I’m Not a Member: Why Should I Care If Another Dating Site Was Hacked?

The MeetMindful dating site was hacked and the details of its 2.8 million customers were leaked online. The whole database is now free to download. So what? You might say. I’m not a member of the site, what do I have to worry about? Well, possibly nothing, but it’s naïve to think that any hack occurs in a vacuum and that it could not reach out to influence your life. This can be especially true when dating sites are hacked. In this post, I propose to explain how a hack on an obscure dating site can still change your life, even if you are not a member.

Here is a copy of what data is available to anyone who wants to download it.

So, if I have this information, I know your real name, your email, your date of birth, the city you live in, and the username you use on the site. On the surface, this may seem quite innocuous, but is it really?

I used some of the information from this breach to see what else I could learn about the people on this site. Using my favorite hacking tool, Google Search, I was able to find LinkedIn, Twitter, Instagram, and Facebook profiles. I learned where people worked and who they knew.  In short, I had plenty of information for a good spearphishing attack.

First of all, there seems to be nothing stopping me from setting up an account on MeetMindful. Yes, I need to supply an email address, but I can get one that I’d use only for the scam. You need one to receive your confirmation email. (see Temp Mail.)

The easiest scam to use with such data is the romance scam. To begin this scam, I would get a photo of a good-looking guy (or girl) who was roughly the age of the profile I created on the dating site. I’d be targeting older women because they are statistically easier to trick with romance scams. (However, tricking wealthy men is always an option.) I would make my profile picture one that was mature enough to be reasonable. The idea of Justin Bieber contacting a 70-year-old woman with words of love may be difficult to believe except by the most deluded. I would also target a woman who seemed to have a well-paying job.  Remember, my real objective is not romance but money. LinkedIn profiles can help me in this regard.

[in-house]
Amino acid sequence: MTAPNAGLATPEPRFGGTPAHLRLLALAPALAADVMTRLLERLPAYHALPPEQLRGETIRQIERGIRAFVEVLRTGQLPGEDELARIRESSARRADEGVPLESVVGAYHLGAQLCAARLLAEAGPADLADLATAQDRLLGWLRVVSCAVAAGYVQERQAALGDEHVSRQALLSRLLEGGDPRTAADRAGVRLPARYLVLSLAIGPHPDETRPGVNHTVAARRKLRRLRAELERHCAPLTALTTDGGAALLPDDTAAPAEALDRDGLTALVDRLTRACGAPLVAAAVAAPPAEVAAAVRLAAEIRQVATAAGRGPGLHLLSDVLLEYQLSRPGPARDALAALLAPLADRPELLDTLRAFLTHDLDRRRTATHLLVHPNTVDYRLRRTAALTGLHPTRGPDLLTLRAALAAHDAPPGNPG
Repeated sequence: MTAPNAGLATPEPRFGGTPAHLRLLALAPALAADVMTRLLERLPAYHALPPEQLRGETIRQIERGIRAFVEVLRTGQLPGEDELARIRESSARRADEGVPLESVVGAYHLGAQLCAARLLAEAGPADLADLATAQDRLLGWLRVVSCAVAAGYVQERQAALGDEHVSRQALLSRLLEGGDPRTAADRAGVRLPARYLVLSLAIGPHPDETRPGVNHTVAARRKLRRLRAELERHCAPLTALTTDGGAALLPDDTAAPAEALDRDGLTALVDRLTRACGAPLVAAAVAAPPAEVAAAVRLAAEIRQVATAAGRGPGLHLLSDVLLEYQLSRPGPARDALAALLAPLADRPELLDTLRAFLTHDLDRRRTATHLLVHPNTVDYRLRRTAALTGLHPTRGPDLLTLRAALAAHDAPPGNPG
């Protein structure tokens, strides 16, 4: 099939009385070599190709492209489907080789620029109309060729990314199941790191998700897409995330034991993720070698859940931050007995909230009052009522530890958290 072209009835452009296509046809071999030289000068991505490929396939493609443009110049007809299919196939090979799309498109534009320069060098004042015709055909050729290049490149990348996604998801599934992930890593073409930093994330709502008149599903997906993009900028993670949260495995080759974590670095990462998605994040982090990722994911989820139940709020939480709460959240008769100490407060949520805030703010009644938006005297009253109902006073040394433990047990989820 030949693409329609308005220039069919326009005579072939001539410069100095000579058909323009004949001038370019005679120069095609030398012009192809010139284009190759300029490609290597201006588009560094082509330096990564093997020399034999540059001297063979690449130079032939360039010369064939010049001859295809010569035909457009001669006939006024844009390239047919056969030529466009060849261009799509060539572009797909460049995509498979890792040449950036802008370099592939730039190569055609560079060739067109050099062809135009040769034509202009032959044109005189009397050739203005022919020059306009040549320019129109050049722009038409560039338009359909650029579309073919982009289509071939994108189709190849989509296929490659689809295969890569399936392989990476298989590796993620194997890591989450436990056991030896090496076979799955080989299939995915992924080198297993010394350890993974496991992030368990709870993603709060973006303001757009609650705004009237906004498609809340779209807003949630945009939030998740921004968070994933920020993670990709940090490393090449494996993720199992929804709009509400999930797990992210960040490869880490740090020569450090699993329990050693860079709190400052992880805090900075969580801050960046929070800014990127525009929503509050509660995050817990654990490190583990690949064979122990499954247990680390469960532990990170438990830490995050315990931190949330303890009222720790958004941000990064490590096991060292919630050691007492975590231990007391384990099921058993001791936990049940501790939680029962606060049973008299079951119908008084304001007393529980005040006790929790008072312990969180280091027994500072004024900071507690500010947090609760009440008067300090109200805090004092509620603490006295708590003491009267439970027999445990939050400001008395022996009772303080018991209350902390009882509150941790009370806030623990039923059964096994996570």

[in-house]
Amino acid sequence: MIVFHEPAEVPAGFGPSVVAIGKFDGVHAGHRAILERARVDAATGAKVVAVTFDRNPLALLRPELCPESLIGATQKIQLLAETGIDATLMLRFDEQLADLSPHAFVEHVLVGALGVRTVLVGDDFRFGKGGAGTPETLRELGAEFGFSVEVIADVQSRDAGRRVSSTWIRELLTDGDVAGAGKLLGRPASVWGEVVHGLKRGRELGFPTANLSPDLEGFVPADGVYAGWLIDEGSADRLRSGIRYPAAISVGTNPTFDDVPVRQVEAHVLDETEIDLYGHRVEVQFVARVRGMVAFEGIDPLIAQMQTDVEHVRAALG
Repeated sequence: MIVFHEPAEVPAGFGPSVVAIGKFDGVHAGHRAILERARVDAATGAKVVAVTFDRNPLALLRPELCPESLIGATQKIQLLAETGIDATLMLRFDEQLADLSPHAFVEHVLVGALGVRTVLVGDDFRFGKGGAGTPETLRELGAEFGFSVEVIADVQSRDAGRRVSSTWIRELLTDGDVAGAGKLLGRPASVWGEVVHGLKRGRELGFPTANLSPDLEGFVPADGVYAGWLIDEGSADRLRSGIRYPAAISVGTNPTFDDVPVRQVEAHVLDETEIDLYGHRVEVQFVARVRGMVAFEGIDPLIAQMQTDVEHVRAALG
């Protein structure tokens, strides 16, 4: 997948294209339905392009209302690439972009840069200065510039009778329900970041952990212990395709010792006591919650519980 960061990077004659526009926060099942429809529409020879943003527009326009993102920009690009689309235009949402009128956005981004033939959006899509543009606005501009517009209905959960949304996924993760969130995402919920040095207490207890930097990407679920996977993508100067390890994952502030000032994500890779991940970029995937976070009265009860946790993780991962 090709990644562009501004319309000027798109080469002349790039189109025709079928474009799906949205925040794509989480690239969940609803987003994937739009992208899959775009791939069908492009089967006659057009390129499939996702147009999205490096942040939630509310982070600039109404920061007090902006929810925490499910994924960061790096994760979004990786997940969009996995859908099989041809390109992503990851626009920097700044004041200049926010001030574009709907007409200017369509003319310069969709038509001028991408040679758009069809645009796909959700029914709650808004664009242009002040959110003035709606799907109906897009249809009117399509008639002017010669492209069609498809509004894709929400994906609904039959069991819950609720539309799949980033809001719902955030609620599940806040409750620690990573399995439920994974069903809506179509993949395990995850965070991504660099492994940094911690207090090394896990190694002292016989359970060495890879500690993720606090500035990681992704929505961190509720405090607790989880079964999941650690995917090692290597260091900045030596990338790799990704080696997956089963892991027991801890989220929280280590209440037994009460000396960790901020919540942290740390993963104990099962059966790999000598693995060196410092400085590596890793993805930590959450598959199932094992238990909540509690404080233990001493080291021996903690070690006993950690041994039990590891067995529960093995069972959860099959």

I may not even need to open a MeetMindful account at all. I had the potential victim’s email address so I could send them a message expressing interest in their profile that I happened to see online. If pressed, I could admit to having a MeetMindful dating profile but that I was not sure I trusted the site. After all, it had just been hacked, right?  I might direct them to a fake Facebook site that I had set up for scamming. My fake profile picture or one of the same person, would be there. I would then be in a position to launch the scam. For those who wish to know more about how these scams operate, go here.

The next most profitable scam I could perpetrate would target companies. With the information I have, I may be able to find individuals or contractors connected to a corporate network. I would have to masquerade as one of them and send the target a reasonable attachment such as an invoice. The attachment would, of course, contain malware which would allow me access to the corporate network. From this point, I have several options. I could ask for valid-looking money transfers, I could try to steal bank login credentials, or I could launch a ransomware attack. I could try to get important data that I could sell, but that’s more complicated and would leave me more exposed to law enforcement. Remember, I just want to make some easy money.